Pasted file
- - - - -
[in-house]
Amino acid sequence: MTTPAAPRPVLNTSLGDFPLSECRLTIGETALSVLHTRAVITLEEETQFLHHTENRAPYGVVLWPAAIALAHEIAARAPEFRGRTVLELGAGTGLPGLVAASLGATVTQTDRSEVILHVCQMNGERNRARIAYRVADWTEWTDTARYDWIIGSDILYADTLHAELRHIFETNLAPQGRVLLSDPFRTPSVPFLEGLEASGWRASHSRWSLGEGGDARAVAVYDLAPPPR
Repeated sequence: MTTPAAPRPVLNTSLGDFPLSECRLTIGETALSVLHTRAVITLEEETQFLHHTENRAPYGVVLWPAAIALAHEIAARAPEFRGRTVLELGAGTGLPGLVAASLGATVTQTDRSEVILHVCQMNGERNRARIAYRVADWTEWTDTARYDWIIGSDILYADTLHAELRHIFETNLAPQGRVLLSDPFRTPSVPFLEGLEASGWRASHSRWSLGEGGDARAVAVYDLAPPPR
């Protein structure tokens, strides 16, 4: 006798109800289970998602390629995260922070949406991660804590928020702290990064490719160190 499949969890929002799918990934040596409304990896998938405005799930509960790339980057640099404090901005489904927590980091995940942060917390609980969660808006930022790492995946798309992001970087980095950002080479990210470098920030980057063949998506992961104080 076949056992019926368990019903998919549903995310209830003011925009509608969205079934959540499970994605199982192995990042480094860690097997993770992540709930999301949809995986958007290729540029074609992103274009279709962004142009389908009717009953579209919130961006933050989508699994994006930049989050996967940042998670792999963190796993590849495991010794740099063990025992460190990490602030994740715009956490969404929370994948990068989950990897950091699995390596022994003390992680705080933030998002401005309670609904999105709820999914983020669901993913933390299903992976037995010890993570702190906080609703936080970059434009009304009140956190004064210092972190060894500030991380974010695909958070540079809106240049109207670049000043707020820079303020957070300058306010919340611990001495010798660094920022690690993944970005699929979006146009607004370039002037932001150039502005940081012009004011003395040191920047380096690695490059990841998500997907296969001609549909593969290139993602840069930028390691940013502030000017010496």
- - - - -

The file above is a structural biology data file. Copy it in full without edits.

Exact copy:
[in-house]
Amino acid sequence: MTTPAAPRPVLNTSLGDFPLSECRLTIGETALSVLHTRAVITLEEETQFLHHTENRAPYGVVLWPAAIALAHEIAARAPEFRGRTVLELGAGTGLPGLVAASLGATVTQTDRSEVILHVCQMNGERNRARIAYRVADWTEWTDTARYDWIIGSDILYADTLHAELRHIFETNLAPQGRVLLSDPFRTPSVPFLEGLEASGWRASHSRWSLGEGGDARAVAVYDLAPPPR
Repeated sequence: MTTPAAPRPVLNTSLGDFPLSECRLTIGETALSVLHTRAVITLEEETQFLHHTENRAPYGVVLWPAAIALAHEIAARAPEFRGRTVLELGAGTGLPGLVAASLGATVTQTDRSEVILHVCQMNGERNRARIAYRVADWTEWTDTARYDWIIGSDILYADTLHAELRHIFETNLAPQGRVLLSDPFRTPSVPFLEGLEASGWRASHSRWSLGEGGDARAVAVYDLAPPPR
């Protein structure tokens, strides 16, 4: 006798109800289970998602390629995260922070949406991660804590928020702290990064490719160190 499949969890929002799918990934040596409304990896998938405005799930509960790339980057640099404090901005489904927590980091995940942060917390609980969660808006930022790492995946798309992001970087980095950002080479990210470098920030980057063949998506992961104080 076949056992019926368990019903998919549903995310209830003011925009509608969205079934959540499970994605199982192995990042480094860690097997993770992540709930999301949809995986958007290729540029074609992103274009279709962004142009389908009717009953579209919130961006933050989508699994994006930049989050996967940042998670792999963190796993590849495991010794740099063990025992460190990490602030994740715009956490969404929370994948990068989950990897950091699995390596022994003390992680705080933030998002401005309670609904999105709820999914983020669901993913933390299903992976037995010890993570702190906080609703936080970059434009009304009140956190004064210092972190060894500030991380974010695909958070540079809106240049109207670049000043707020820079303020957070300058306010919340611990001495010798660094920022690690993944970005699929979006146009607004370039002037932001150039502005940081012009004011003395040191920047380096690695490059990841998500997907296969001609549909593969290139993602840069930028390691940013502030000017010496």